NF of synthetic and collected samples was performed using a skid pilot system. The average feed flow was 400 L·h−1 and the recovery rate was approximately 5% for all tests. The saline rejection rate was evaluated using the permeate and feed ionic conductivity ratios, which were approximately 60–70% in all experiments. However, the sulfate rejection remained higher than 97% when the membranes were characterized using MgSO4 solutions at 2,000 mg·L−1 concentration. Figure 6 shows the permeate flux over time normalized to the initial permeate flux for both the synthetic (Figure 6(a)) and collected Guanabara Bay water 3 samples (Figure 6(b)).
Figure 6

Normalized permeate flux to initial during nanofiltration of the synthetic sample (a) and Guanabara Bay water sample 3 (MFI = 377.8 s·L−2) with microfiltration pretreatment (b), both samples with and without antiscalant agent addition.

Figure 6

Normalized permeate flux to initial during nanofiltration of the synthetic sample (a) and Guanabara Bay water sample 3 (MFI = 377.8 s·L−2) with microfiltration pretreatment (b), both samples with and without antiscalant agent addition.

Close modal

For NF of the synthetic sample, the addition of the antiscalant agent resulted in a higher permeate flux, particularly at the end of filtration. The characterization of the NF membranes with MgSO4 solution showed that the membrane permeability decreased slightly from 6 to 5.7 L·h−1·m2·bar−1 (5% reduction) after the test performed without the addition of an antiscalant. Acid cleaning increased the permeability to 5.9 L·h−1·m2·bar−1. Subsequently, an experiment involving the addition of an antiscalant agent was performed. Membrane permeability decreased from 5.9 to 5.4 L·h−1·m2·bar−1 (an 8% reduction). It was not possible to validate the effectiveness of the antiscalant in synthetic seawater because the reduction in permeability was small. Thus, there were no observable effects on the characterization. Acid cleaning increased the permeability to 5.8 L·h−1·m2·bar−1, demonstrating that the chemical cleanings were efficient in both tests and were able to recover the permeate flux of the NF membranes, although not completely.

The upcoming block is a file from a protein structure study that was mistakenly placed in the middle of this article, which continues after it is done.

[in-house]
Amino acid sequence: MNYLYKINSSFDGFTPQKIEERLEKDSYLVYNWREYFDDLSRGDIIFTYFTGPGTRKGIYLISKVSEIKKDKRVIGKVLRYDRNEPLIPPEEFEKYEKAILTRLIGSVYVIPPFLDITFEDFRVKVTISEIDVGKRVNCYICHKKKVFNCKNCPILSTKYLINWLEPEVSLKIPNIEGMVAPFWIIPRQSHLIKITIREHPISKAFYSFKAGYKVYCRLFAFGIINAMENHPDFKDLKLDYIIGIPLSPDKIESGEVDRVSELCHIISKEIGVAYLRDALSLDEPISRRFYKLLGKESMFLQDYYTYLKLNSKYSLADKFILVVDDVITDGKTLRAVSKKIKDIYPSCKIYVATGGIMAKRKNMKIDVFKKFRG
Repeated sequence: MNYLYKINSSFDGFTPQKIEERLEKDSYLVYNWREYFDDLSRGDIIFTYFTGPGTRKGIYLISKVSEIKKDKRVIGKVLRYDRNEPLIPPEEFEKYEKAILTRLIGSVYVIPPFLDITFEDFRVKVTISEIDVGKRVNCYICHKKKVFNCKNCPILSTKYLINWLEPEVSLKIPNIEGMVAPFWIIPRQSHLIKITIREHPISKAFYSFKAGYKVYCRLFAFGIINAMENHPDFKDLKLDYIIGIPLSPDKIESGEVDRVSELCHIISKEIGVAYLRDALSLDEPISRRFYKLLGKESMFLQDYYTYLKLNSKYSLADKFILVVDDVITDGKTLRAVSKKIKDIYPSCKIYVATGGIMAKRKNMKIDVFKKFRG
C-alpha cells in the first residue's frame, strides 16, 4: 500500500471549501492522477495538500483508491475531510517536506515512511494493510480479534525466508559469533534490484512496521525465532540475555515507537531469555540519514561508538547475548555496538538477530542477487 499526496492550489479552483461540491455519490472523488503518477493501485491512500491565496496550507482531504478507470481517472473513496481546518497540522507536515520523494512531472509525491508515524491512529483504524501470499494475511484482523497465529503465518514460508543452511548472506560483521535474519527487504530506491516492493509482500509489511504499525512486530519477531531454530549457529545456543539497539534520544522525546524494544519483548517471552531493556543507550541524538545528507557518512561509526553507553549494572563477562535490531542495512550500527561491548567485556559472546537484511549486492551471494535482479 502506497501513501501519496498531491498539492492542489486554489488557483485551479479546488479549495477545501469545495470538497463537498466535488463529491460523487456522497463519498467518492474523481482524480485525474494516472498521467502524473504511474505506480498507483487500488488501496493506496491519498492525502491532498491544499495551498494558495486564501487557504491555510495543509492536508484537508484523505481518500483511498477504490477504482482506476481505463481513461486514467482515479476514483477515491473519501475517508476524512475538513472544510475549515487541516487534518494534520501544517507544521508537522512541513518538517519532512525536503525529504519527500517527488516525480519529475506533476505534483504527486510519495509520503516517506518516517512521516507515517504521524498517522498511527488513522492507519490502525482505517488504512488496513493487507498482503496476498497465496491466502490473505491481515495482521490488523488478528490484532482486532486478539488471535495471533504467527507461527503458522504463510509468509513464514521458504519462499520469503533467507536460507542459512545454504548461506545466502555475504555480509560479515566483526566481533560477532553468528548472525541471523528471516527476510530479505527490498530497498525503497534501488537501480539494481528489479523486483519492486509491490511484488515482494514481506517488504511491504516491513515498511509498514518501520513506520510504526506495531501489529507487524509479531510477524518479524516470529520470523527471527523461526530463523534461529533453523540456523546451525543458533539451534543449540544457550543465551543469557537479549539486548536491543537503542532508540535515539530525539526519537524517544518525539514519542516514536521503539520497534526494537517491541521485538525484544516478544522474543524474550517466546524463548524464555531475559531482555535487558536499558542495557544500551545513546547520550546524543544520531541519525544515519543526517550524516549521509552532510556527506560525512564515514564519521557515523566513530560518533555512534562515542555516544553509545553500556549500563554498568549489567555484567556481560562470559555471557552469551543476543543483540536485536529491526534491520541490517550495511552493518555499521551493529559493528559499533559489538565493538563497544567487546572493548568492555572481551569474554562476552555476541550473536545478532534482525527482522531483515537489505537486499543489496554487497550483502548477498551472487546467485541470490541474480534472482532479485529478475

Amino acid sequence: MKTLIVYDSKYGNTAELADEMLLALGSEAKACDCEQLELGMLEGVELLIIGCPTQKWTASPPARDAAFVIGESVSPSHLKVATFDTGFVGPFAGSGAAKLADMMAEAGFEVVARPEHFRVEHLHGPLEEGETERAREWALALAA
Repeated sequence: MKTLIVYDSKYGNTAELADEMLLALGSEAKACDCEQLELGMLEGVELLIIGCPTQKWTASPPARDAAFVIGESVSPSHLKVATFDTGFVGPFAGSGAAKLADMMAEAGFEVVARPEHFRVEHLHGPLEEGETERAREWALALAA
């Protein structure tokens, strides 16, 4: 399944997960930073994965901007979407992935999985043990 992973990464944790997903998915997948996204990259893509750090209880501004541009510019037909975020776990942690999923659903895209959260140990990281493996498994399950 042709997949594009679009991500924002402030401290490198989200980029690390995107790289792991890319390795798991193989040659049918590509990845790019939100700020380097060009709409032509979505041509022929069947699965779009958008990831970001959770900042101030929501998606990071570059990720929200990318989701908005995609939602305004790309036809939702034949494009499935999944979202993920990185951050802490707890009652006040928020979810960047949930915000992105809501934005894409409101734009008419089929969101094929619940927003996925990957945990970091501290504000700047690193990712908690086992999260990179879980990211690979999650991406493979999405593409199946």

Overall, for the NF experiment with real seawater pretreated by MF, it can be observed in Figure 6(b) that the performance was very similar in both experiments. The permeate flux decreased to approximately 60% of its initial value after 14 h of operation. NF performance was significantly more affected than that in the experiment with synthetic seawater. As the synthetic seawater contained only dissolved salts, the higher reduction in the Guanabara Bay water might be associated with the presence of soluble organic matter.

Membrane permeability decreased from 5.8 to 5.3 L·h−1·m2·bar−1 (8% reduction) after the experiment with antiscalant addition and from 5.6 to 4.8 L·h−1·m2·bar−1 (15% reduction) after the experiment without antiscalant. The larger reduction might be associated with the use of the agent in reducing scaling formation. However, the membrane permeability remained similar following alkaline cleaning after the experiment with the antiscalant agent, but it recovered to 5 L·h−1·m2·bar−1 for the experiment without antiscalant. Acid cleaning was more effective, recovering permeability to 5.6 L·h−1·m2·bar−1 for both experiments. The rejection rates were above 97% for all characterizations of the NF membranes on the skid system after both synthetic and collected samples nanofiltrations.

Figure 7 shows the NF permeate fluxes for different pretreatments of Guanabara Bay water for the experiment performed in the pilot system (Figure 7(a)) and the experiment performed in the bench system with the SR90-440i membrane (Figure 7(b)). In the bench system, the concentrate flow was kept constant at 40 L·h−1 for all the experiments, and the recovery grade was below 1%.
Figure 7

Permeate flux for nanofiltration of Guanabara Bay water pretreated by various routes in the pilot system using the NF90-2540 membrane (a) and in the bench-scale system using the SR90-440i membrane (b).

Figure 7

Permeate flux for nanofiltration of Guanabara Bay water pretreated by various routes in the pilot system using the NF90-2540 membrane (a) and in the bench-scale system using the SR90-440i membrane (b).

Close modal

It can be noticed that the permeate flux does not significantly decline with operation time for samples pretreated by cartridge filtration and UV/H2O2 for both experiments. On the other hand, when the sample was pretreated by MF or cartridge filtration, an accelerated decline was observed. These results indicate that soluble NOM has a more significant impact on NF membrane performance than suspended solids, as MFI was higher for the UV/H2O2 treated sample, as shown in Table 2.